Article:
Bacterial leaf scorch. Bacterial leaf scorch (BLS) of landscape trees is not a new disease; rather, it is a disease with a fairly recently (1987) discovered pathogen, Xylella fastidiosa now considered to be X. fastidiosa subsp. multiplex. It has likely been mis-diagnosed or considered insignificant prior to the pathogen’s recognition. BLS has been found on shade trees in the east from New York southward to Florida and westward to Nebraska and southward to Oklahoma and Texas as well as in California. The significance and impact of BLS on elm, oak and sycamore were first recognized during the latter two decades of the 20th century. A survey in New Jersey found X. fastidiosa present in 39% of 1,372 samples collected statewide. Infected oaks may die within 4 to 6 years of contracting the bacterium (Fig. 22). Mortality and rapid increase in disease incidence were also reported for planted London plane trees in Charlotte, NC. The importance of BLS in urban forests is clearly growing, while its significance in planted and natural forests remains to be determined. Although spread by grafting occurs in at least some species, spread by insect vectors such as spittlebugs, leafhoppers and treehoppers are considered the reason for rapid increases in incidence and spread.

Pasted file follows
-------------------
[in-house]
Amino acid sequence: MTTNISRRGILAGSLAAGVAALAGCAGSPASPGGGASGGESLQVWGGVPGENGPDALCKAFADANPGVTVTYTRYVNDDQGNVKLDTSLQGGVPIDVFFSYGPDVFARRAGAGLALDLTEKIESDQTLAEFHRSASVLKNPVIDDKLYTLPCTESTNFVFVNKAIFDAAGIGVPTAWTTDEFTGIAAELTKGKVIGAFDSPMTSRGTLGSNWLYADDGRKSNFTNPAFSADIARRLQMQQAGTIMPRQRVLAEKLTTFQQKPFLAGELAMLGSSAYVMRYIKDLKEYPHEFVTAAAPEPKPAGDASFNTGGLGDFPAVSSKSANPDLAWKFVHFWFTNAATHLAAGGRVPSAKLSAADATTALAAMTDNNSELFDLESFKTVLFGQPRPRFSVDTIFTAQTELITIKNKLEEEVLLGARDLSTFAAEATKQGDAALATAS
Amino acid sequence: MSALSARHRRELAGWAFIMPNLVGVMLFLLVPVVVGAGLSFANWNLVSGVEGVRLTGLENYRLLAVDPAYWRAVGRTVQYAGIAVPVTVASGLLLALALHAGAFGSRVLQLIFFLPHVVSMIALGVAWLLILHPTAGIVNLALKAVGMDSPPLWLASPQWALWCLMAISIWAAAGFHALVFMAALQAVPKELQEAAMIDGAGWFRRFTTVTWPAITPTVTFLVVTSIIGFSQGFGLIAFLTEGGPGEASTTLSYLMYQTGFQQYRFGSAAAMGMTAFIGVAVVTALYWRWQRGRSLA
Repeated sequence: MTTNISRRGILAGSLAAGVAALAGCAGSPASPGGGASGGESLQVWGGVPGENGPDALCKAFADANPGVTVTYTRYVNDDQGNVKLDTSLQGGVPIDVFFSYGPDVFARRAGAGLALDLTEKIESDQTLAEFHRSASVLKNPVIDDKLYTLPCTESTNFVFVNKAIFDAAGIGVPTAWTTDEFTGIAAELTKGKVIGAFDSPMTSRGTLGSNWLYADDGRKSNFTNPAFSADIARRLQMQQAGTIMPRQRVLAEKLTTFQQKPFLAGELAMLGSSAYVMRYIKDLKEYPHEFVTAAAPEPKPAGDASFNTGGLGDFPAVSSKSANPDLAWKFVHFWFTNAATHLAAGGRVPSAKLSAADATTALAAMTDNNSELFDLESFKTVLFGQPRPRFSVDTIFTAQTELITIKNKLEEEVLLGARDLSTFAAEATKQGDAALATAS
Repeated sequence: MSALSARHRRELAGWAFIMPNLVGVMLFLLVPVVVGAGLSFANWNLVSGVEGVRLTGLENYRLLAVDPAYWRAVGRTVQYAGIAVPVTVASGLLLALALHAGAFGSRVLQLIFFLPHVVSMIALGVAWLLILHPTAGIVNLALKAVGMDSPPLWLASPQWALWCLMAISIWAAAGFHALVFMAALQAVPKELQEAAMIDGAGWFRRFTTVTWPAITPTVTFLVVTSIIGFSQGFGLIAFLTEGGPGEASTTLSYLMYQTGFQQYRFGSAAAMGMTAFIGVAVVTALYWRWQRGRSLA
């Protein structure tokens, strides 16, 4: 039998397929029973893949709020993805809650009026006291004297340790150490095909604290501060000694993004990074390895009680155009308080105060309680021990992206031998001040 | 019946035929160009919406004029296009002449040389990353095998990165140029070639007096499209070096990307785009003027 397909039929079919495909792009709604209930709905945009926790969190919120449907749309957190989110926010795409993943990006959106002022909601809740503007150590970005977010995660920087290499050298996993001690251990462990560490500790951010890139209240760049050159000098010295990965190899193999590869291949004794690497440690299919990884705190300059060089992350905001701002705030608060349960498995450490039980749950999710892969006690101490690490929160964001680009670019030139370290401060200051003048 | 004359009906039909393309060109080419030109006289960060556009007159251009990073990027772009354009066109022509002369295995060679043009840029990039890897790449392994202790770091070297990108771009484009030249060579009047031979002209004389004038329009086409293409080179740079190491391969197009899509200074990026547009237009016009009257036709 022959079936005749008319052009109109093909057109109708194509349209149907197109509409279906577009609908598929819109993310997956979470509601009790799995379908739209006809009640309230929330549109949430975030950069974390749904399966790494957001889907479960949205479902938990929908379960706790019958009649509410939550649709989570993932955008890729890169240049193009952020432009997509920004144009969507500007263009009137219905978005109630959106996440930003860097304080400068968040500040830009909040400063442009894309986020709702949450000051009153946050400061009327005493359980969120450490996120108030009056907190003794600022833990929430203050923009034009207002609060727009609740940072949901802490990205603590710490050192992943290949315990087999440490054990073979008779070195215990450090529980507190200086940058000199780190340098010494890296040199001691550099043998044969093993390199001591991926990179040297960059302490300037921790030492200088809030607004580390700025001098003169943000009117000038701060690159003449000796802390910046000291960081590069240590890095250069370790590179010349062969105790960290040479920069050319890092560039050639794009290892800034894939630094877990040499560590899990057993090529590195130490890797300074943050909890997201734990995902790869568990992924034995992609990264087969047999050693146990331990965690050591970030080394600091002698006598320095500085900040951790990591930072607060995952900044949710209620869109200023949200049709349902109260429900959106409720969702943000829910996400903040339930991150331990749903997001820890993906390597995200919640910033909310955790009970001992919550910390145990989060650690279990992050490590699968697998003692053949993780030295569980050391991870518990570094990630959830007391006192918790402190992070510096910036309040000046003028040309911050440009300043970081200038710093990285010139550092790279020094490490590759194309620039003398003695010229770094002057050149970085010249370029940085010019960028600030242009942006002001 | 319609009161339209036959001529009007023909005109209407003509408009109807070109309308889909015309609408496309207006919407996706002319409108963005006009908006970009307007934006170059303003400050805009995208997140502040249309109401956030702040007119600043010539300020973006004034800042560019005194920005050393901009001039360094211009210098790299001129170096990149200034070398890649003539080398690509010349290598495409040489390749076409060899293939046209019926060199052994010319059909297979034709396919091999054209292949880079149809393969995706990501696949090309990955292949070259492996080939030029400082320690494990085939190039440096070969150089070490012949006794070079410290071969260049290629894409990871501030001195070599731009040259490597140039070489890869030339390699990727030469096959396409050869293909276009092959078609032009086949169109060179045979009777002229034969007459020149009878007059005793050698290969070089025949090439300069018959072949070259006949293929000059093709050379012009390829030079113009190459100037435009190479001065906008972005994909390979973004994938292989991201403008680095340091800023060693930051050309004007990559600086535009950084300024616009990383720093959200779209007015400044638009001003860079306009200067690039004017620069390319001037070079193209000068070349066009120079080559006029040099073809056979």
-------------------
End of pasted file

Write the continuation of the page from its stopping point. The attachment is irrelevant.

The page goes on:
Fig. 22. Crown of southern red oak (Quercus falcata) affected by bacterial leaf scorch. (Courtesy: P. Spaine).


Symptoms of BLS in oak and elm may be confused with those caused by the vascular fungal pathogens, Ceratocystis fagacearum and Ophiostoma novo-ulmi, respectively. Marginal leaf discoloration and necrosis are found on leaves of X. fastidiosa infected elms and oaks, while drab, olive-colored leaves that quickly turn brown are characteristic of infected sycamores. In hosts of all three genera, foliar branch symptoms progress from older to younger leaves. Progressive crown dieback results from infection in elms, oaks and sycamores. Tree death caused by C. fagacearum in red oaks occurs within 1 or 2 years of infection compared to 4 to 6 years in X. fastidiosa infected trees. No management methods are available to stop the spread of the disease. Cultural practices are used to maintain tree vigor in order to extend the life of a BLS affected tree. Systemic treatment with antibiotics results in symptom remission, but does not eradicate the pathogen from infected trees. Trees with extensive leaf scorch and dieback are removed.